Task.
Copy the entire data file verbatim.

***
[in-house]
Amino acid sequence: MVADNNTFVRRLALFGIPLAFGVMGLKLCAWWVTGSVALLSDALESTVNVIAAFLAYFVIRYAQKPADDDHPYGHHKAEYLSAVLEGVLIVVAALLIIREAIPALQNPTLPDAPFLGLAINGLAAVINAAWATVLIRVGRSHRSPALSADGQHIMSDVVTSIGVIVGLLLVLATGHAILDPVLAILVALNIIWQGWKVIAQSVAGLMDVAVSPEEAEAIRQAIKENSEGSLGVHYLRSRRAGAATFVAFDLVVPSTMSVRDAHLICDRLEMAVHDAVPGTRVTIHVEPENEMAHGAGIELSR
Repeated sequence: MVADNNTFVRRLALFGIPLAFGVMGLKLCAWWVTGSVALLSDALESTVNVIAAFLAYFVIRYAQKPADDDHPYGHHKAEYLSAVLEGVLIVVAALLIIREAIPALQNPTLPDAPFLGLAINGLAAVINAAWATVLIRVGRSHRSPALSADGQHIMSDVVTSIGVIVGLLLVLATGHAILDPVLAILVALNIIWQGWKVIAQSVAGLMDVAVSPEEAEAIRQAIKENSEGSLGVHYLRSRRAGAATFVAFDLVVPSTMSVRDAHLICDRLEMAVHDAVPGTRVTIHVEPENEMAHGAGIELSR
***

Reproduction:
[in-house]
Amino acid sequence: MVADNNTFVRRLALFGIPLAFGVMGLKLCAWWVTGSVALLSDALESTVNVIAAFLAYFVIRYAQKPADDDHPYGHHKAEYLSAVLEGVLIVVAALLIIREAIPALQNPTLPDAPFLGLAINGLAAVINAAWATVLIRVGRSHRSPALSADGQHIMSDVVTSIGVIVGLLLVLATGHAILDPVLAILVALNIIWQGWKVIAQSVAGLMDVAVSPEEAEAIRQAIKENSEGSLGVHYLRSRRAGAATFVAFDLVVPSTMSVRDAHLICDRLEMAVHDAVPGTRVTIHVEPENEMAHGAGIELSR
Repeated sequence: MVADNNTFVRRLALFGIPLAFGVMGLKLCAWWVTGSVALLSDALESTVNVIAAFLAYFVIRYAQKPADDDHPYGHHKAEYLSAVLEGVLIVVAALLIIREAIPALQNPTLPDAPFLGLAINGLAAVINAAWATVLIRVGRSHRSPALSADGQHIMSDVVTSIGVIVGLLLVLATGHAILDPVLAILVALNIIWQGWKVIAQSVAGLMDVAVSPEEAEAIRQAIKENSEGSLGVHYLRSRRAGAATFVAFDLVVPSTMSVRDAHLICDRLEMAVHDAVPGTRVTIHVEPENEMAHGAGIELSR